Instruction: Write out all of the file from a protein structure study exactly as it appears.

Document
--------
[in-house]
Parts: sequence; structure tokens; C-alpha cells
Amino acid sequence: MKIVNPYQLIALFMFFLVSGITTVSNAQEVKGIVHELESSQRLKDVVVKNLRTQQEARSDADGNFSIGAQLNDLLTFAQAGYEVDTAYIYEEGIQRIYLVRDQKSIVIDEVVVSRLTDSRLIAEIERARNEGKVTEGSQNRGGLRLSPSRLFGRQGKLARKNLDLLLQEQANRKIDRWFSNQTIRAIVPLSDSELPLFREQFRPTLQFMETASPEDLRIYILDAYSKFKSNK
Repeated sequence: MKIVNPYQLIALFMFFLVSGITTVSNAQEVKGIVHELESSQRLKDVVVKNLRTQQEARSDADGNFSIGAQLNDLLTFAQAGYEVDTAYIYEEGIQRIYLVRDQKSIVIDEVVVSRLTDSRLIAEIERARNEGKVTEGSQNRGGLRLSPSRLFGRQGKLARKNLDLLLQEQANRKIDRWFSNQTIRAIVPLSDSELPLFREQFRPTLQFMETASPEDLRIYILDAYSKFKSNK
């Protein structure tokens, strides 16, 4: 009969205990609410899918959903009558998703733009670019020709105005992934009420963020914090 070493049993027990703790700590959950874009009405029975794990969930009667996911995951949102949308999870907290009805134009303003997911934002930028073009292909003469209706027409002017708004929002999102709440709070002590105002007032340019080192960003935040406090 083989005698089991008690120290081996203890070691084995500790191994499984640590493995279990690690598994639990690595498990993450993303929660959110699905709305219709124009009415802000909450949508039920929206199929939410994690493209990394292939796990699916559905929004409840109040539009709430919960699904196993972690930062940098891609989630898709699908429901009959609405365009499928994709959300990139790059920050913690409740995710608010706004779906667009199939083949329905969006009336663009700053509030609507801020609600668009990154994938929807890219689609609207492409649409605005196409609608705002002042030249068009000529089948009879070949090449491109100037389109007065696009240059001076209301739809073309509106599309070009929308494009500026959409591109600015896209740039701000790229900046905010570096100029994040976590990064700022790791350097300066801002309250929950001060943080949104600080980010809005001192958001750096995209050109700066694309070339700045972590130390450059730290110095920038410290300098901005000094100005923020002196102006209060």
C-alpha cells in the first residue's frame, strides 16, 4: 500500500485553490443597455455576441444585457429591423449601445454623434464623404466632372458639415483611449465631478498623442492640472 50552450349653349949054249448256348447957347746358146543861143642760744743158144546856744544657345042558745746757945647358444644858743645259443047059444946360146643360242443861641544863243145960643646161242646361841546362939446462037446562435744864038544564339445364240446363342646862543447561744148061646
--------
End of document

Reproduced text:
[in-house]
Parts: sequence; structure tokens; C-alpha cells
Amino acid sequence: MKIVNPYQLIALFMFFLVSGITTVSNAQEVKGIVHELESSQRLKDVVVKNLRTQQEARSDADGNFSIGAQLNDLLTFAQAGYEVDTAYIYEEGIQRIYLVRDQKSIVIDEVVVSRLTDSRLIAEIERARNEGKVTEGSQNRGGLRLSPSRLFGRQGKLARKNLDLLLQEQANRKIDRWFSNQTIRAIVPLSDSELPLFREQFRPTLQFMETASPEDLRIYILDAYSKFKSNK
Repeated sequence: MKIVNPYQLIALFMFFLVSGITTVSNAQEVKGIVHELESSQRLKDVVVKNLRTQQEARSDADGNFSIGAQLNDLLTFAQAGYEVDTAYIYEEGIQRIYLVRDQKSIVIDEVVVSRLTDSRLIAEIERARNEGKVTEGSQNRGGLRLSPSRLFGRQGKLARKNLDLLLQEQANRKIDRWFSNQTIRAIVPLSDSELPLFREQFRPTLQFMETASPEDLRIYILDAYSKFKSNK
């Protein structure tokens, strides 16, 4: 009969205990609410899918959903009558998703733009670019020709105005992934009420963020914090 070493049993027990703790700590959950874009009405029975794990969930009667996911995951949102949308999870907290009805134009303003997911934002930028073009292909003469209706027409002017708004929002999102709440709070002590105002007032340019080192960003935040406090 083989005698089991008690120290081996203890070691084995500790191994499984640590493995279990690690598994639990690595498990993450993303929660959110699905709305219709124009009415802000909450949508039920929206199929939410994690493209990394292939796990699916559905929004409840109040539009709430919960699904196993972690930062940098891609989630898709699908429901009959609405365009499928994709959300990139790059920050913690409740995710608010706004779906667009199939083949329905969006009336663009700053509030609507801020609600668009990154994938929807890219689609609207492409649409605005196409609608705002002042030249068009000529089948009879070949090449491109100037389109007065696009240059001076209301739809073309509106599309070009929308494009500026959409591109600015896209740039701000790229900046905010570096100029994040976590990064700022790791350097300066801002309250929950001060943080949104600080980010809005001192958001750096995209050109700066694309070339700045972590130390450059730290110095920038410290300098901005000094100005923020002196102006209060």
C-alpha cells in the first residue's frame, strides 16, 4: 500500500485553490443597455455576441444585457429591423449601445454623434464623404466632372458639415483611449465631478498623442492640472 50552450349653349949054249448256348447957347746358146543861143642760744743158144546856744544657345042558745746757945647358444644858743645259443047059444946360146643360242443861641544863243145960643646161242646361841546362939446462037446562435744864038544564339445364240446363342646862543447561744148061646